When should we talk about our politician's sex lives?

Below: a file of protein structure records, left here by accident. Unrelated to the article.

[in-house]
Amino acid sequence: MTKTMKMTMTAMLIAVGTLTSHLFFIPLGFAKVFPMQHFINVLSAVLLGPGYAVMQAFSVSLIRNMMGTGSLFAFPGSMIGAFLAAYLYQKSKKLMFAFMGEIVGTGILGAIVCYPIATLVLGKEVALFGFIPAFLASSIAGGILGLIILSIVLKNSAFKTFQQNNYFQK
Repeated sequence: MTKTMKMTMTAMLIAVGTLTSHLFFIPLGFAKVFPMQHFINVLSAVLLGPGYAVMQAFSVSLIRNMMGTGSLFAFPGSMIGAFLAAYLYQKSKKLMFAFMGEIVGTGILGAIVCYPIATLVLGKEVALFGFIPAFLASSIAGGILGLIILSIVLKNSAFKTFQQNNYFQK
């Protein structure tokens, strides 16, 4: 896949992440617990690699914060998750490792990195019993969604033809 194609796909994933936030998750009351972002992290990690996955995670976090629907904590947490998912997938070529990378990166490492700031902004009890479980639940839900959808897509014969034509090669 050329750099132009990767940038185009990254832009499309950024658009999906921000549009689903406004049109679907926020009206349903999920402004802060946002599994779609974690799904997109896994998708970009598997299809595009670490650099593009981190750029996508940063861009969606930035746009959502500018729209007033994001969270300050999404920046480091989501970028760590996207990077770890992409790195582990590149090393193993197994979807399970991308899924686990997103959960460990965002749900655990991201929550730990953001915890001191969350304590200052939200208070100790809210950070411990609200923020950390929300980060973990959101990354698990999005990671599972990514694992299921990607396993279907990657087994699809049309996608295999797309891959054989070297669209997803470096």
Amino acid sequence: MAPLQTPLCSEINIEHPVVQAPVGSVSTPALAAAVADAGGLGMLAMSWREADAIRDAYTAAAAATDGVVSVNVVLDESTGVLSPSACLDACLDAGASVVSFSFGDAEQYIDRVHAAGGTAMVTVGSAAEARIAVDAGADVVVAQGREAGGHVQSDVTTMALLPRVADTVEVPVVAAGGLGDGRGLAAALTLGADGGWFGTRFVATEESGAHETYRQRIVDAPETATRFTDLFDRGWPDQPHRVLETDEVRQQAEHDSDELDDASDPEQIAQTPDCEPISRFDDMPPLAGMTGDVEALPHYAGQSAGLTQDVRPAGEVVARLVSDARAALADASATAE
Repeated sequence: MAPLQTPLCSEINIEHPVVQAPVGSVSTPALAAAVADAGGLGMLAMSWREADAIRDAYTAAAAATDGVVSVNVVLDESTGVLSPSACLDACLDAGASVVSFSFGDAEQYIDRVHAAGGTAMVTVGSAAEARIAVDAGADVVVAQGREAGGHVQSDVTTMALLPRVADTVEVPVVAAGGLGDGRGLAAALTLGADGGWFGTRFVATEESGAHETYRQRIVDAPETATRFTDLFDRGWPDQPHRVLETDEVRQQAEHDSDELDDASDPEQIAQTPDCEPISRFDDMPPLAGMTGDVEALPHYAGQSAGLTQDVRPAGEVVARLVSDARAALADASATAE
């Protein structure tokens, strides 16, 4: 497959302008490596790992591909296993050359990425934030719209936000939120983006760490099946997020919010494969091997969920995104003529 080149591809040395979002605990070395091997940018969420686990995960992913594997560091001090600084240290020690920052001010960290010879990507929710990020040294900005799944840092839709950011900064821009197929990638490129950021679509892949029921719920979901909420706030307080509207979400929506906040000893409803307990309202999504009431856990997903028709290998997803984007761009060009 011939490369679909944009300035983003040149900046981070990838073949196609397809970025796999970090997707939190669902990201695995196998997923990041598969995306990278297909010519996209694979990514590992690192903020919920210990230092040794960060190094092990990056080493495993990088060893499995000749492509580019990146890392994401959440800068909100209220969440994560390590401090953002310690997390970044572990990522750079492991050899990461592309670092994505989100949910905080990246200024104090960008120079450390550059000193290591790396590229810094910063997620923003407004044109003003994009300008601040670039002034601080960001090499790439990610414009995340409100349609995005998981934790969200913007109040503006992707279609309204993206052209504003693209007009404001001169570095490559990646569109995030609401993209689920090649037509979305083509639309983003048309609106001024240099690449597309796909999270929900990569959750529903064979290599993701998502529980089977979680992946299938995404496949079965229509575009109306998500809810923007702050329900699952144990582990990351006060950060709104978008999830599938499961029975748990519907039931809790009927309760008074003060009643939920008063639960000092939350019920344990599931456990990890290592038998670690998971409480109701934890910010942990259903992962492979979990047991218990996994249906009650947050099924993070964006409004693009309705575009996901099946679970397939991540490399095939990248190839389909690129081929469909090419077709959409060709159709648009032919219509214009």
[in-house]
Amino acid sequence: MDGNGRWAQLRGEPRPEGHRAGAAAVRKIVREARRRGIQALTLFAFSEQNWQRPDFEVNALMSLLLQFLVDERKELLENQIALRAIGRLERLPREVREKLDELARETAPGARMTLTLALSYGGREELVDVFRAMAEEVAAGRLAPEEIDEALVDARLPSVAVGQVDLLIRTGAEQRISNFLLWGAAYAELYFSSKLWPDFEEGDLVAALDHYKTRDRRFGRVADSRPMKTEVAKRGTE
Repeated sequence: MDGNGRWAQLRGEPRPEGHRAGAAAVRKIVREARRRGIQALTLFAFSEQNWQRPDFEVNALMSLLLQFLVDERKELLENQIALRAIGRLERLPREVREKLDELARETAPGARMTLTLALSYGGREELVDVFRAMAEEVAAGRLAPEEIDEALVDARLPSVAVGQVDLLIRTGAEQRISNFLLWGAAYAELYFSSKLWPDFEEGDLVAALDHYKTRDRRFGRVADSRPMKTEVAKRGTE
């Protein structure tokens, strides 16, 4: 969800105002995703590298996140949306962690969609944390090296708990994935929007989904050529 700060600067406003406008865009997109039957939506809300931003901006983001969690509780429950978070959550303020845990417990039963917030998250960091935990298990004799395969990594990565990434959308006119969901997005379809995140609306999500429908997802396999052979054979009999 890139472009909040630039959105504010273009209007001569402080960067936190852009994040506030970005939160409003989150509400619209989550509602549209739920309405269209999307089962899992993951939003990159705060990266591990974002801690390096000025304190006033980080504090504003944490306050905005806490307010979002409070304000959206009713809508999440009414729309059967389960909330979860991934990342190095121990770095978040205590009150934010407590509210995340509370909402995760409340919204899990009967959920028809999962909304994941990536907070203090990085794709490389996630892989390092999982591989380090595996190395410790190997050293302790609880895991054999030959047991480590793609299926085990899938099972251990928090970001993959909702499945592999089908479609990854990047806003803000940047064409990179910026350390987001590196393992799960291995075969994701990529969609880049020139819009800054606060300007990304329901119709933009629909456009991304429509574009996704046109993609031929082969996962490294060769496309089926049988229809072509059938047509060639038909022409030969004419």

There is a long-standing precedent in Common Law that stipulates the prosecution cannot raise the character of the defendant unless the defendant raises it first. The concept rests on the principle that a person’s character is not relevant to the fact of whether or not they committed an offence unless they make it relevant by making it part of their defence. It is this basic principle of fairness we should, and generally do, apply to our politicians when assessing the relevance of their private lives. The sex lives of our politicians should not be a matter of public interest unless they have made people's sex lives a matter of their political concern. The problem facing many conservative politicians around the world is a huge element of their political capital is formed by suggesting matters of sexual morality are actually matters of political consequence. By actively campaigning on issues, and presenting their own morality as evidence of an adherence to the values they claim to promote, they have immediately made a conscious decision to present their personal proclivities as a grounds for which they should earn their constituent's vote. A failure by them to then adhere to the moral standard they have propagated is not attacked for its apparent moral failing but instead due to the politician’s undeniable hypocrisy and simple false advertising. Ultimately the voter is faced with two propositions. Either the politician was not saying what they believed, or they lack the capacity to do what they believe. Either of these revelations are entirely relevant to a voting public and therefore unreservedly disclosable. There are of course plausible scenarios where this same rule could easily apply to those on the political left of the spectrum however this is more likely to apply to other matters which appear incongruous with their overt political declarations such as financial affairs or the running of a business. Those on the left have traditionally abstained from any legislated interjections into sexuality, with the exception of attempts to further liberate it, and therefore have reasonable grounds to claim their own sexual activities should be afforded the same comparable exclusion from public concern. Barnaby Joyce injected the sexual affairs of Australians into political discourse when he suggested the life saving HPV vaccination could encourage promiscuity in young women. He made the intimate relationships of others fair topic for public discussion when he supported a plebiscite on marriage equality. He made his marriage and his worth as a father a relevant fact for his constituents every time he promoted himself on a platform of “family values”. He made the semantic details of a sexual relationship a matter of legal concern when he championed a crackdown on welfare cheats who didn’t accurately declare their change of living arrangements. Having one’s intimate affairs being deemed a matter of political and public debate must be a traumatic experience. For any politician that wishes to escape this fate a simple solution avails itself; never make the intimate private affairs of others a matter for your political concern and we won’t make yours a matter for ours.